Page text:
Lately I have been using Karla, an outstanding grotesque sans serif typeface by Jonathan Pinhorn, for some print and web projects — it is used on the Greyscale Press website, in the upcoming Aether9 book, and on a new website under development.
I noticed some quirks and issues when using it for French text:
- the cedilla (ç) and oe ligature (œ) were missing – they are pretty common in French.
- the height of the apostrophe is lower than usual – it’s noticable in combinations like l’ or d’, which are frequent in French.
- the q has a very quirky design – that’s a nice touch of character in English, where it’s quite rare, but in French it’s standing out a bit too much.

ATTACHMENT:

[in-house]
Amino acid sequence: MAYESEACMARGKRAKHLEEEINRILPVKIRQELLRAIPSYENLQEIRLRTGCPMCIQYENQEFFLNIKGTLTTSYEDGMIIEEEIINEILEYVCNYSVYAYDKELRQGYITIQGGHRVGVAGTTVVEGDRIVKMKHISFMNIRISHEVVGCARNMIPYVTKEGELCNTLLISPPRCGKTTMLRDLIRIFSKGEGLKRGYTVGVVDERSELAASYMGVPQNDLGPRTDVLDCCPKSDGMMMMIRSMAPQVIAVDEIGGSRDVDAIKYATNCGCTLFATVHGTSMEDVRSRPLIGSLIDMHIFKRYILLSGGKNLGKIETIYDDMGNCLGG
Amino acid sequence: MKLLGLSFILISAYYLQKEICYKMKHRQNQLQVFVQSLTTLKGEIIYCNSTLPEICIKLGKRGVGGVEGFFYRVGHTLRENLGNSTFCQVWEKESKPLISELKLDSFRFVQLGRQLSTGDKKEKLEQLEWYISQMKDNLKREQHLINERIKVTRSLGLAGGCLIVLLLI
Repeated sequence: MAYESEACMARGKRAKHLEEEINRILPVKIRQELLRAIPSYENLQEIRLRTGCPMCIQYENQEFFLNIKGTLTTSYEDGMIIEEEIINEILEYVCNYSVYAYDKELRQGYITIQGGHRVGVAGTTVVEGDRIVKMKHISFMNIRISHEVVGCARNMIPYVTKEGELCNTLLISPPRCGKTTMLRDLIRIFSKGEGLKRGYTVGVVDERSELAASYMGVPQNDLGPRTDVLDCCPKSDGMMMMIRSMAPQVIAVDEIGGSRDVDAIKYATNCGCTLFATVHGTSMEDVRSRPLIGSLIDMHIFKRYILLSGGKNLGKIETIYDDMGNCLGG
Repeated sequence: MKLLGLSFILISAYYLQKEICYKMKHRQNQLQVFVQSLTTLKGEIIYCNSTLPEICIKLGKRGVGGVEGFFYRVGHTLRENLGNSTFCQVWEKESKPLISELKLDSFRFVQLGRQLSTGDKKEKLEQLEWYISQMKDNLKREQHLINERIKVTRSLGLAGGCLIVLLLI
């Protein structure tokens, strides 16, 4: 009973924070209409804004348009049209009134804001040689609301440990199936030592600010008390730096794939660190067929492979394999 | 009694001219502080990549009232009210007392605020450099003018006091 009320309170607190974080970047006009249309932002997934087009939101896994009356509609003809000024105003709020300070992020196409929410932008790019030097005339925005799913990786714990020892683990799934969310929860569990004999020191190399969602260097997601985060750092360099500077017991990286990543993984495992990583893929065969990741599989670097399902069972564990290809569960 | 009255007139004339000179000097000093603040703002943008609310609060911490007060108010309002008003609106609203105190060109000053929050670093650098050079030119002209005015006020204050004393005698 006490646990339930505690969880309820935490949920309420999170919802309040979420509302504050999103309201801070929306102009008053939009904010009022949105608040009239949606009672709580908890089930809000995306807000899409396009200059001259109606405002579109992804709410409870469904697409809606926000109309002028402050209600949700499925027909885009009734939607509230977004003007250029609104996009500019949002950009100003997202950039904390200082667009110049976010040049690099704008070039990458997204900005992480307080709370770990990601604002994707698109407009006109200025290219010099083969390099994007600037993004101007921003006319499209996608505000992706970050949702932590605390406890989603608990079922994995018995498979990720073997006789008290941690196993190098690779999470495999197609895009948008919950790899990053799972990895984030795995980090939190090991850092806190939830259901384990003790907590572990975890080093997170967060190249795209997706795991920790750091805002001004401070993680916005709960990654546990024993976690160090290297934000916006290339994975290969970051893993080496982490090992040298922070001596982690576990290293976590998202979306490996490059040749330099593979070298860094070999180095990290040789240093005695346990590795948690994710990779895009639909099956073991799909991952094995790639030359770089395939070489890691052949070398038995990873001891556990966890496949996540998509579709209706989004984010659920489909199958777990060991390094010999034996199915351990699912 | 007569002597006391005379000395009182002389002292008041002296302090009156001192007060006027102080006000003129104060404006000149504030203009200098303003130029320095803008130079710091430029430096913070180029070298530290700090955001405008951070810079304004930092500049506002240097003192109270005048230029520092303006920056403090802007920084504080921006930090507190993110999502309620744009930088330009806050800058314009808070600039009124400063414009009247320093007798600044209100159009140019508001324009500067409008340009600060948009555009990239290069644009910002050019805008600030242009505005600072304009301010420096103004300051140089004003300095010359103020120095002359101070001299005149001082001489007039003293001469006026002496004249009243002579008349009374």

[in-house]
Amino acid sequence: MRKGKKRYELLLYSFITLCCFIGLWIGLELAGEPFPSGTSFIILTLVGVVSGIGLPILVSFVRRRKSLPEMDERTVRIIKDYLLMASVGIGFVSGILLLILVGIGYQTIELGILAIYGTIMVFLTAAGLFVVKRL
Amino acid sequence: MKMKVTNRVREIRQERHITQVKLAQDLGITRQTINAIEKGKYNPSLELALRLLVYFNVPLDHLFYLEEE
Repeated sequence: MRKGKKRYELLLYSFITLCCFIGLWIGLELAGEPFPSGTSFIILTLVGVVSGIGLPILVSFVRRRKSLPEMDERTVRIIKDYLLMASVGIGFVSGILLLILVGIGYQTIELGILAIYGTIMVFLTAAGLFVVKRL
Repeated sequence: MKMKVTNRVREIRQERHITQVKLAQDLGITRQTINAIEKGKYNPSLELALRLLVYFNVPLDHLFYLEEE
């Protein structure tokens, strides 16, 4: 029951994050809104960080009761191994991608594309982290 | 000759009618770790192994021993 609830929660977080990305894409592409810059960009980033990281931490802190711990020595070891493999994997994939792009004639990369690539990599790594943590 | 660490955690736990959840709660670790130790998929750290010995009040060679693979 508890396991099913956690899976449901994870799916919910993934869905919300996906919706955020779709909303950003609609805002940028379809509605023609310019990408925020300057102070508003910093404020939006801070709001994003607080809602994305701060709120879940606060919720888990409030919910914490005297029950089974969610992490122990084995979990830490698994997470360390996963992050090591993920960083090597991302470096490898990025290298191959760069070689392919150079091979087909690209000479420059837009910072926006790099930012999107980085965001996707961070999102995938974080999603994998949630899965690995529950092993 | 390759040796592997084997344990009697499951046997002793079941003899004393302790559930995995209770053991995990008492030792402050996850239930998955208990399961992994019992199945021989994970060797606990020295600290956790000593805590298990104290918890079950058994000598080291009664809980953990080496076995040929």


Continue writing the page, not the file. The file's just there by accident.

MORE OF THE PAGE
Since the font is open source (under the OFL licence), nothing prevents anyone from modifying the font — and that’s what I did (having no other choice, since it’s creator is busy churning out Indian typefaces). I used FontForge (thanks to the knowledge gathered by reading the Fontes Libres book and following a workshop by Dave Crossland this summer).
The resulting files are here, on GitHub. It’s really not much more than a quick hack: I added the cedilla from another open source font (Arimo, by Steve Matteson), and moved a few vectors around. But it works fine and does the job: French text can now be typeset safely with Karla. Since the OFL licence requires any modified versions to use a different Reserved Font Name, I renamed it into Karmilla.
The package includes a version that has been encoded for web use by FontSquirrel. The autohint works very well, I tested the font in IE7/Windows XP and it’s perfecty readable. Feel free to use Karmilla in your projects, or improve/extend it with your own glyphs.